Another aspect of the Vision Fund shows that it understands the nature of the imperialist world market today, at least as it applies to the technology sector. The minimum $100m investment is to finance a big increase in the scale of which one of its chosen tech companies will operate, both within its national sphere and internationally. A key feature of businesses that have communications technology as a core element is economies of scale. Here, much the same cost infrastructure is needed to service tens of millions of customers as for tens of thousands, except perhaps the need for a bigger computer server and some better software. Costs per customer will tend to fall rapidly and net revenues can rise sharply.
This is also something that leads to monopolisation of markets. Companies that are backed with funds to invest and expand when they have no operating profit and, like Uber, may be running at a loss, can still invest to sideline competitors. SoftBank and the Vision Fund are involved in this process. One example is the likelihood that SoftBank will play a part in carving up the ride hailing market, given its stake in Uber and in a number of other companies in that area, notably DiDi of China, but also Ola in India and Grab in Singapore. Recent business media reports suggest that these companies, which are often rivals in the same markets as well as having stakes in each other, could decide to ‘cooperate’.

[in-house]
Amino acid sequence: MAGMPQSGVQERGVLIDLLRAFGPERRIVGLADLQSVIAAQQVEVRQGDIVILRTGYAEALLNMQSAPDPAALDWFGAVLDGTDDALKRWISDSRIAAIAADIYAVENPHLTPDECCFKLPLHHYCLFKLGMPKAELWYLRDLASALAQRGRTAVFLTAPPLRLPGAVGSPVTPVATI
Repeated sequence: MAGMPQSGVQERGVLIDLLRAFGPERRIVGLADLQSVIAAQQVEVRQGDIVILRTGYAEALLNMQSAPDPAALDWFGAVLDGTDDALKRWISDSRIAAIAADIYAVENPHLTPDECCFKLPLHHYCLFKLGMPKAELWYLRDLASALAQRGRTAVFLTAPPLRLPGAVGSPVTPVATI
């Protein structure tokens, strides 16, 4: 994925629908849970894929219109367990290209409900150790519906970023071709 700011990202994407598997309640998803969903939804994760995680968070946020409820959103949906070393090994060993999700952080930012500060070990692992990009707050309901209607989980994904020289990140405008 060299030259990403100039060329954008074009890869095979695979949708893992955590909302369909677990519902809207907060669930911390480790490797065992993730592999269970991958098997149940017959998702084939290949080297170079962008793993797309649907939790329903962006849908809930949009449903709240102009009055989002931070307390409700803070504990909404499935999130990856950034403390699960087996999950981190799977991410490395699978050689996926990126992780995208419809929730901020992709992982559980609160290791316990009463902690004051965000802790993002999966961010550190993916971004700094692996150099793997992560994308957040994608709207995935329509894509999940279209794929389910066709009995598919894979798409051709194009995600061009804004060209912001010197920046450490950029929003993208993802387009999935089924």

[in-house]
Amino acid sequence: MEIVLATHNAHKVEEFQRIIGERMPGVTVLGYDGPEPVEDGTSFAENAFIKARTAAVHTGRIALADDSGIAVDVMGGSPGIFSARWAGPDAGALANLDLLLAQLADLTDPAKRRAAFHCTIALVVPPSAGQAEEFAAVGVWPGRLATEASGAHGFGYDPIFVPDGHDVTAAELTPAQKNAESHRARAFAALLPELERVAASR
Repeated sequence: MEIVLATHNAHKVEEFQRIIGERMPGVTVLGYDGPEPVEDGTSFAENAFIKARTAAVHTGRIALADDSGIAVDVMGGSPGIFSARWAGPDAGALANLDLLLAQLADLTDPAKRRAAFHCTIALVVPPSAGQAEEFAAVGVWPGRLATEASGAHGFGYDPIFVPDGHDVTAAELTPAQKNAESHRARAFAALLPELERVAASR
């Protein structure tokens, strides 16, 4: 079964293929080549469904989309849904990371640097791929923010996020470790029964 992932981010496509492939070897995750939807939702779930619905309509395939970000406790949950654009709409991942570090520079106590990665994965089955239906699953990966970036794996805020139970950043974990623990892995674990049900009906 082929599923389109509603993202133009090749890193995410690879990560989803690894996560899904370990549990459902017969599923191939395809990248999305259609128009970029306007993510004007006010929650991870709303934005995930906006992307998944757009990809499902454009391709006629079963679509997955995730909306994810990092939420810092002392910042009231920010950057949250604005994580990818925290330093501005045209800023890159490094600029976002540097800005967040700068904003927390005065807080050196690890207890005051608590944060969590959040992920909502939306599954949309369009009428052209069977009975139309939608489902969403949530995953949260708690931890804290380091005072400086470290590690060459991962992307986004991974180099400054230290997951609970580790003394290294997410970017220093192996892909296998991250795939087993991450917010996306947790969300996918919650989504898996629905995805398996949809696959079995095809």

Tech in the machine
What we find today are many examples of technical inventions and innovation, but all of these get bound up in the monopoly machine of imperialist economics and finance. Rather than communications technology being developed to benefit humanity, any good outcomes that may result depend first upon whether the innovation can meet the machine’s demands.
Paradoxes also abound, highlighted especially by how some of the most reactionary regimes in the world put up many billions of dollars to fund ‘progress’. One acute observer of the tech world, Evgeny Morozov, speculated that the ‘disruptive innovation’ backed by Saudi Arabia would include killer robots and the ability to smoothly dispose of dissidents’ bodies. But one must not lose sight of how these regimes are also part of the imperial money-go-round, with full backing from the US and the UK.
The tens of billions of dollars allocated to SoftBank’s Vision Fund are only a small sample of the massive funds potentially available worldwide to address everything from debilitating diseases, to malnutrition and environmental destruction. Instead they are advanced with a beady-eyed parasitism to find the right profitable niche in the market and monopolise it. Even then, the decisions on how the world’s resources will be used rest with a small number of multi-billionaires and the states that back them.
Tony Norfield, 5 November 2018
 In 2016, Saudi Arabia’s Public Investment Fund had already invested $3.5bn in Uber, which faced strong competition from one of SoftBank’s other ride-hailing investments, in DiDi (which eventually took over Uber’s China operation, but also gave Uber a stake in the merged company). It has been reported that to avoid Saudi embarrassment of funding a competitor to Uber when it put money into the Vision Fund, SoftBank made sure that the DiDi holding was kept in a separate fund. This is shown in SoftBank accounts as the ‘Delta Fund’, but DiDi is its sole component as a $5bn investment.